These Are The Leaders Obama Honored In His International Women’s Day Tweets

by Monica Hunter-Hart
Streeter Lecka/Getty Images Sport/Getty Images

The 44th president is at it again with those inspiring tweets. On Friday, President Barack Obama tweeted about International Women's Day with a thread highlighting three female leaders who are involved with the Obama Foundation. The women — who are Indian, French, and Ivorian — are all working to create change around the world.

"On International Women's Day, I'm reflecting on the future we all want for our daughters: one where they can live out their aspirations without limits," Obama tweeted on Friday morning. "And I'm celebrating some of the women who are building that future for all of us today."

First he brought up Preethi Herman, an activist who spent the early part of her career working with disadvantaged groups in India, including poor communities, people facing caste discrimination, and female elected officials in rural areas. She joined in 2012 and has since worked her way up to being the Global Executive Director. Herman also founded She Creates Change, an organization that trains Indian women to be civic organizers.

Obama wrote on Friday that Herman, who is a fellow at the Obama Foundation, is "helping women unleash their power to change their societies." He praised Herman's work at, calling it an "initiative that combines online tools with in-person organizing, giving women a voice in her native India — and beyond."

Next, Obama tweeted about Alice Barbe, a French social entrepreneur and a co-founder of SINGA France, a branch of a group that works to build bridges between refugees and their host communities. Barbe has worked on environmental protection issues at GLOBE International and the United Nations Environmental Protection Office. She's worked for the child nutrition and education initiative Save the Children in Mexico.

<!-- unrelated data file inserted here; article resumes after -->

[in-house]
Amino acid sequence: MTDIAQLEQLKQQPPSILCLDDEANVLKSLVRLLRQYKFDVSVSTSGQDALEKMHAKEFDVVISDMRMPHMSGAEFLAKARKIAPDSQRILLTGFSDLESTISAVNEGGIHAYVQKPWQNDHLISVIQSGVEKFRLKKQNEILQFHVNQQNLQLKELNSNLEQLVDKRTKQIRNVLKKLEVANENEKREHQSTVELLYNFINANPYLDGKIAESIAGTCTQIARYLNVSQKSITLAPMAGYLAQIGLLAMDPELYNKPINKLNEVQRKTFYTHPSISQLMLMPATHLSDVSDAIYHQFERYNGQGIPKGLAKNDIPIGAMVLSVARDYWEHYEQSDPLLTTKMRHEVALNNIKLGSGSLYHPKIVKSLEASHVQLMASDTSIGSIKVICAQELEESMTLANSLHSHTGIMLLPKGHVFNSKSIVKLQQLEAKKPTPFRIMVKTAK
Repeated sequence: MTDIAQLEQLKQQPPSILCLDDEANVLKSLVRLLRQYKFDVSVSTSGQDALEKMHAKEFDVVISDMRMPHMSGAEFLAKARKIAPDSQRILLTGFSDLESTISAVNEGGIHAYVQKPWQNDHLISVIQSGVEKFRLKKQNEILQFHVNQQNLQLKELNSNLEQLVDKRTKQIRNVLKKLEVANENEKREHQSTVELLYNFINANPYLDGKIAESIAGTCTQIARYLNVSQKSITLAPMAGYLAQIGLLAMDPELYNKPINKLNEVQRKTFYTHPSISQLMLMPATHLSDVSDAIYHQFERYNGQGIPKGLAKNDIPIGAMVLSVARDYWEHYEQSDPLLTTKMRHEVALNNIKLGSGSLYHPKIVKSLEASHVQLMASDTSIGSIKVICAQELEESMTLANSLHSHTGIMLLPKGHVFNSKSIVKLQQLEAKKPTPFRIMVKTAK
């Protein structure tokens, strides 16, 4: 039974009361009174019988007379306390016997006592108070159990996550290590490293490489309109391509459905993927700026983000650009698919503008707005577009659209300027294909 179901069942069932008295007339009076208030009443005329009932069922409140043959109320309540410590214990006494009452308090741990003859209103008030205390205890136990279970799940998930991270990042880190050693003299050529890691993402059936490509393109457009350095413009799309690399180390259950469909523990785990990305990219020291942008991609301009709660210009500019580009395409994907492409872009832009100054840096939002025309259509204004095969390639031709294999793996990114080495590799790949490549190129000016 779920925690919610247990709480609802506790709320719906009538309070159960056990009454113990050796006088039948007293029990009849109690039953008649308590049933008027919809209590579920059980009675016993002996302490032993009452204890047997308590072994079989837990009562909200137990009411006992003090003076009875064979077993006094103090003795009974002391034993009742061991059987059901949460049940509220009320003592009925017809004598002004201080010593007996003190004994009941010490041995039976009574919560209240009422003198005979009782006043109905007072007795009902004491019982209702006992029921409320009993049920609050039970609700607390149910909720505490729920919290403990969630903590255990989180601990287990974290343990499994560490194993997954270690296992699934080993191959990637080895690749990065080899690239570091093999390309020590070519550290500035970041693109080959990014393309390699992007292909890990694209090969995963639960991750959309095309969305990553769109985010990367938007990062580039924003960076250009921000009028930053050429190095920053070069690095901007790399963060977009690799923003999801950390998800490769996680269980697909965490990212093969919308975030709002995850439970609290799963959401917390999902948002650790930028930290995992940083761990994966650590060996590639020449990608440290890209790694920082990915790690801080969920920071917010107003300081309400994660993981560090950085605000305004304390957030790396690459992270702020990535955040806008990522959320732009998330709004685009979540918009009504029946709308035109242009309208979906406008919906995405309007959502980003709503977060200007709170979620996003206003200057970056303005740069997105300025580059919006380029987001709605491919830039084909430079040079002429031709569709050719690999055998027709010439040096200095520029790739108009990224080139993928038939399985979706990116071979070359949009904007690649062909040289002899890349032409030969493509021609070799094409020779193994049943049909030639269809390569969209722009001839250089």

In his tweet about Barbe, who is an Obama Foundation Scholar, Obama wrote that she "is helping refugees resettle into welcoming communities in France, offering them job training and language immersion, as well as a place to stay." He added: "More importantly, she's fighting a narrative that suggests our differences are more important than our shared humanity."

Finally, the 44th president highlighted Sefora Kodjo, a woman who is, in his words, "helping the next generation of women leaders in Africa rise up." Kodjo heads the nonprofit Sephis, which promotes sustainable development in Africa and gender equality in Côte d'Ivoire. Through Sephis, Kodjo has launched training programs to help women address gender-based violence. She also began a fellowship to help mentor young female professionals.

"Her organization is training and mentoring young women across the continent to adopt a new model of leadership," Obama wrote on Friday, "one that puts gender equality at the heart of economic development." Kodjo is a member of the Obama Foundation's "Leaders: Africa" project.

"Preethi, Alice, and Sefora are just three of many @ObamaFoundation leaders who remind us what International Women's Day is all about: imagining a world free of artificial ceilings for the next generation," Obama tweeted on Friday, "and doing the hard work to get us there."